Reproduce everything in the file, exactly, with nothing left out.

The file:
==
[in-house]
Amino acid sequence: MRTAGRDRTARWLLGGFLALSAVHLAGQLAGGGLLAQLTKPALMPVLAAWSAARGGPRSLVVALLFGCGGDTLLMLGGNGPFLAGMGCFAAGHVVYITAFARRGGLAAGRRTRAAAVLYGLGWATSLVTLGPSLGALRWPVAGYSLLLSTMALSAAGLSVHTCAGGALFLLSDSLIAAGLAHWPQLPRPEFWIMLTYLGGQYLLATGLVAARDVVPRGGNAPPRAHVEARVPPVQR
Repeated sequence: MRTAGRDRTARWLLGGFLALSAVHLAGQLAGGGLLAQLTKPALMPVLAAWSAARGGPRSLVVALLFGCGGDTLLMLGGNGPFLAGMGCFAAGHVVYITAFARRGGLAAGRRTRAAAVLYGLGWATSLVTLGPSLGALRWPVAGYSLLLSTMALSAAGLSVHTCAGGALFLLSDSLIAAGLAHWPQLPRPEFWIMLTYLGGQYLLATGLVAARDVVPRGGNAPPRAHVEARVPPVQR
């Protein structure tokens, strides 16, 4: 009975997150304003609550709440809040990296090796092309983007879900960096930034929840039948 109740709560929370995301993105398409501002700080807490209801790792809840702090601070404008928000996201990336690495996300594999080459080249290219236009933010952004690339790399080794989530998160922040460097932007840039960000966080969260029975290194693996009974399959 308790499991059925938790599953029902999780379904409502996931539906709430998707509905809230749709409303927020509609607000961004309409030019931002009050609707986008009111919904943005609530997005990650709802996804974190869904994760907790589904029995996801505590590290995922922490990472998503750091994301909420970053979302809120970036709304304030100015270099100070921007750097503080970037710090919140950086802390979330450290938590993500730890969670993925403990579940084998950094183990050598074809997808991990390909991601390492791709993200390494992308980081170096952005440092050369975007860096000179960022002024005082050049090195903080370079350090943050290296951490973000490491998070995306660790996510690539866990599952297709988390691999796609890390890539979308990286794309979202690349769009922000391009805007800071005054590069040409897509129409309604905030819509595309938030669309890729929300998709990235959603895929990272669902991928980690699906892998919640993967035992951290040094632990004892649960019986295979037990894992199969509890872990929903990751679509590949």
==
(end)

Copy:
[in-house]
Amino acid sequence: MRTAGRDRTARWLLGGFLALSAVHLAGQLAGGGLLAQLTKPALMPVLAAWSAARGGPRSLVVALLFGCGGDTLLMLGGNGPFLAGMGCFAAGHVVYITAFARRGGLAAGRRTRAAAVLYGLGWATSLVTLGPSLGALRWPVAGYSLLLSTMALSAAGLSVHTCAGGALFLLSDSLIAAGLAHWPQLPRPEFWIMLTYLGGQYLLATGLVAARDVVPRGGNAPPRAHVEARVPPVQR
Repeated sequence: MRTAGRDRTARWLLGGFLALSAVHLAGQLAGGGLLAQLTKPALMPVLAAWSAARGGPRSLVVALLFGCGGDTLLMLGGNGPFLAGMGCFAAGHVVYITAFARRGGLAAGRRTRAAAVLYGLGWATSLVTLGPSLGALRWPVAGYSLLLSTMALSAAGLSVHTCAGGALFLLSDSLIAAGLAHWPQLPRPEFWIMLTYLGGQYLLATGLVAARDVVPRGGNAPPRAHVEARVPPVQR
């Protein structure tokens, strides 16, 4: 009975997150304003609550709440809040990296090796092309983007879900960096930034929840039948 109740709560929370995301993105398409501002700080807490209801790792809840702090601070404008928000996201990336690495996300594999080459080249290219236009933010952004690339790399080794989530998160922040460097932007840039960000966080969260029975290194693996009974399959 308790499991059925938790599953029902999780379904409502996931539906709430998707509905809230749709409303927020509609607000961004309409030019931002009050609707986008009111919904943005609530997005990650709802996804974190869904994760907790589904029995996801505590590290995922922490990472998503750091994301909420970053979302809120970036709304304030100015270099100070921007750097503080970037710090919140950086802390979330450290938590993500730890969670993925403990579940084998950094183990050598074809997808991990390909991601390492791709993200390494992308980081170096952005440092050369975007860096000179960022002024005082050049090195903080370079350090943050290296951490973000490491998070995306660790996510690539866990599952297709988390691999796609890390890539979308990286794309979202690349769009922000391009805007800071005054590069040409897509129409309604905030819509595309938030669309890729929300998709990235959603895929990272669902991928980690699906892998919640993967035992951290040094632990004892649960019986295979037990894992199969509890872990929903990751679509590949």